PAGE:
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Colorectal cancer (CRC) is the third most common cancer in the world with 150,000 new cases each year. At initial diagnosis, 20% of patients have distant metastasis, thus the cancer has spread to other parts and organs of the body and is not confined to the colon or rectum. 25% to 30% of patients with early stage disease will develop metastasis consequently. The subsequent duration of life for metastatic untreated patients is a heart-aching number accounting for a maximum of 9 months.

Currently, using combination therapy approaches, overall survival lengths has been extended to 20 months. The standard of care for metastatic CRC is surgery followed by chemotherapy. There are several approved chemotherapeutic drugs, one of which is the administration of 5-fluorouracil (5FU) with oxaliplatin given mainly through the course of 12 month,s biweekly. The response rate for this treatment is 29%.

Therapy based upon the biology of an individual’s tumour rather than established histopathologic and anatomic classification is an approach that promises to optimise the use of existing therapies. Gene expression analysis offers the potential to measure genome-wide activity which can be used to predict response to current treatments. My project aims at creating a predictive model that can determine which patients are sensitive or resistant to different chemotherapeutic treatment.

In the future, if we, or any other research group, succeeded in reaching this purpose, we would be able to identify the 71% of patients who may not benefit from chemotherapy. I think modifying the standard of care for CRC will have impactful results on the life of patients and this is our ultimate goal as cancer researchers.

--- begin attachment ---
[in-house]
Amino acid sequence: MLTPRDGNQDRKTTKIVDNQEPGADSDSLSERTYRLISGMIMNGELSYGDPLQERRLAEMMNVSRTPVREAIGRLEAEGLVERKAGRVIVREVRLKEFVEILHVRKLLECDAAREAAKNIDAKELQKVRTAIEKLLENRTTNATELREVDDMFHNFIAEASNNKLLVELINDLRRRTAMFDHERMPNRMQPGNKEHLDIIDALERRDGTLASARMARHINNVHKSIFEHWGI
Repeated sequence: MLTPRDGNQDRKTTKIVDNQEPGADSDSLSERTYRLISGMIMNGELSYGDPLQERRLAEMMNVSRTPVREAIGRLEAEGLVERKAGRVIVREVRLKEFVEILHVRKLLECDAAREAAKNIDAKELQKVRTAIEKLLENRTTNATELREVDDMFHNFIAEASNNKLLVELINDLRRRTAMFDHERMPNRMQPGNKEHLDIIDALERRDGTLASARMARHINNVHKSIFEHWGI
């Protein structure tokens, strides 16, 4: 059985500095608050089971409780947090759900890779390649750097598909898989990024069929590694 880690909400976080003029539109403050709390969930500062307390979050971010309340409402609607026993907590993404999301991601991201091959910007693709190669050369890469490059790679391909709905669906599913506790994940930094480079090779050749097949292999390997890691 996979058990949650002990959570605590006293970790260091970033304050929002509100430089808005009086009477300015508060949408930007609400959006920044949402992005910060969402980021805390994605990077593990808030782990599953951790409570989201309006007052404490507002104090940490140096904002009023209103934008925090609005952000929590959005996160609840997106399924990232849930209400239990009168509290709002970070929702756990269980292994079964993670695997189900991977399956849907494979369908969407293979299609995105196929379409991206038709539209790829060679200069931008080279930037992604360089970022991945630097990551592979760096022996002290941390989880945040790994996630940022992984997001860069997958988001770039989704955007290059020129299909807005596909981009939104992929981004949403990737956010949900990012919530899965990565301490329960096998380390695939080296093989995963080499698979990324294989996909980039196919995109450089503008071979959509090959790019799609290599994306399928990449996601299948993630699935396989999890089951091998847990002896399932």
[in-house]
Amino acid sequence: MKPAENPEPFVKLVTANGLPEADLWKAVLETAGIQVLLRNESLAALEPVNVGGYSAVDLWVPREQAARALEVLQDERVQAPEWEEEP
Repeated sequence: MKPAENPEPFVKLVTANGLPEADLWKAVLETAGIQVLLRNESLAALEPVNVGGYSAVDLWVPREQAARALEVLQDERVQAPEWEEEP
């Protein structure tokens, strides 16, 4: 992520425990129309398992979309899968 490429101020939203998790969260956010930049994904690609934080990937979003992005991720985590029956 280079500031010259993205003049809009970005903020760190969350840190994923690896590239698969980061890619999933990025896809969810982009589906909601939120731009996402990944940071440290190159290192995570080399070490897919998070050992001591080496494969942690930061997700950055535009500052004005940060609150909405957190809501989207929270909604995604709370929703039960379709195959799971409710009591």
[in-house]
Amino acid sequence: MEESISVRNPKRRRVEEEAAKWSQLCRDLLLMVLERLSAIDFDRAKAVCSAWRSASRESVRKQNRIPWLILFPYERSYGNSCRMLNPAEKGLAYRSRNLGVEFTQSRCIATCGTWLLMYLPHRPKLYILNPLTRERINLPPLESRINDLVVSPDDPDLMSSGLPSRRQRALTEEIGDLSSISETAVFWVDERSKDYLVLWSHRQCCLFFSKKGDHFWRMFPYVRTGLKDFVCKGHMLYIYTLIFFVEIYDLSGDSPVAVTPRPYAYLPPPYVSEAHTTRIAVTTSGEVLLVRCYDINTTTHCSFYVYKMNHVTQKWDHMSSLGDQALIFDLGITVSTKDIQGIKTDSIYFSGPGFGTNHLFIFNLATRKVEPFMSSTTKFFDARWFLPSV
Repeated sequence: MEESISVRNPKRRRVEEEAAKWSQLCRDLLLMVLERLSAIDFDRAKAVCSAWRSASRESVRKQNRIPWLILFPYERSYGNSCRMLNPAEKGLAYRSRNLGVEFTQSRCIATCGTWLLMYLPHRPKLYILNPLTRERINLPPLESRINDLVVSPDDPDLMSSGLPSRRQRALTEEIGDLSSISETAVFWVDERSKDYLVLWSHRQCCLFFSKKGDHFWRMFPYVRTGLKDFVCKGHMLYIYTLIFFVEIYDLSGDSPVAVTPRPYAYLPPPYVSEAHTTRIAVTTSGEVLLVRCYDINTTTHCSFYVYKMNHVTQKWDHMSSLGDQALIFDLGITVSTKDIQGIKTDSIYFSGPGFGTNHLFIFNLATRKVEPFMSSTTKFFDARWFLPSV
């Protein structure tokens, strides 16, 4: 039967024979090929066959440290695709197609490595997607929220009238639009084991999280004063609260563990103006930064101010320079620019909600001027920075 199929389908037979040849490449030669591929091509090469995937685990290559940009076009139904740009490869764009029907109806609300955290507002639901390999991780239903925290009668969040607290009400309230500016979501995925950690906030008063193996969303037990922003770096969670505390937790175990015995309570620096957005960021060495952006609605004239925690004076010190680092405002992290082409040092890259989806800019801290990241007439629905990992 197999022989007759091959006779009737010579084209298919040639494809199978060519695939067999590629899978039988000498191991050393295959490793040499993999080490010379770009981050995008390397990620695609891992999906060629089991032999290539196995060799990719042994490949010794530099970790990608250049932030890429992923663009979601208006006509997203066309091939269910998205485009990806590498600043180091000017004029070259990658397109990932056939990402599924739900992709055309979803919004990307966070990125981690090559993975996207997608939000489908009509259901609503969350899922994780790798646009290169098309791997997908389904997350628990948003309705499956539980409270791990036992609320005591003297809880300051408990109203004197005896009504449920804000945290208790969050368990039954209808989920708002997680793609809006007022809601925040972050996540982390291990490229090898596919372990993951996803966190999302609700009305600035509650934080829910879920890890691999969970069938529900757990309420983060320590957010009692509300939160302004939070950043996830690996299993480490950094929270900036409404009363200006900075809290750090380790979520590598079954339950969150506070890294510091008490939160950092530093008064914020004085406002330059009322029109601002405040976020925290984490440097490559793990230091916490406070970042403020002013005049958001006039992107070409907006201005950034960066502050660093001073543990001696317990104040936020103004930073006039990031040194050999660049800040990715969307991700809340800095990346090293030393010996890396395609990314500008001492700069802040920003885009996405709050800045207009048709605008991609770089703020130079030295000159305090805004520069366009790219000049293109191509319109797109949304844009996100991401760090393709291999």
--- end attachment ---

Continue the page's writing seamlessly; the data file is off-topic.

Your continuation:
Blog posts

I can’t see you; I can’t hear you; how do I engage you?

Working from home is a lonely business, so the chance to meet and engage people with our science was too good to pass up. Schools and work places are not the only places that have to operate remotely. Across the UK clubs, societies and groups are using the internet to keep their interests alive.

Prostate Cancer – March 2020

For prostate cancer awareness month, we focus on the work of Dr Valentine Macaulay.

Brain tumours; like finding a needle in a haystack?!

For Brain Tumour Awareness Month, Vanessa Johanssen talks about her work and how their research has helped to find brain tumours when they're small enough to treat.

Discovering Common Ground

Last April we joined forces with Corpus Christi College and visited Crewe to talk to students there about the impact of maths in materials and cancer research. We met Sarah Stubington and discovered that a shared love of science can create common ground. Sarah shared her perspective of our meeting.

Physics in Medicine

When I was in secondary school, I had two great loves: physics and medicine, in that order. It seemed to me at the time, that these were polar opposites. When I chose to study physics, that meant leaving medicine behind, of course, they’re different fields! That was 6 years ago, so it would surprise my younger self to learn that in 2020, I work in a hospital.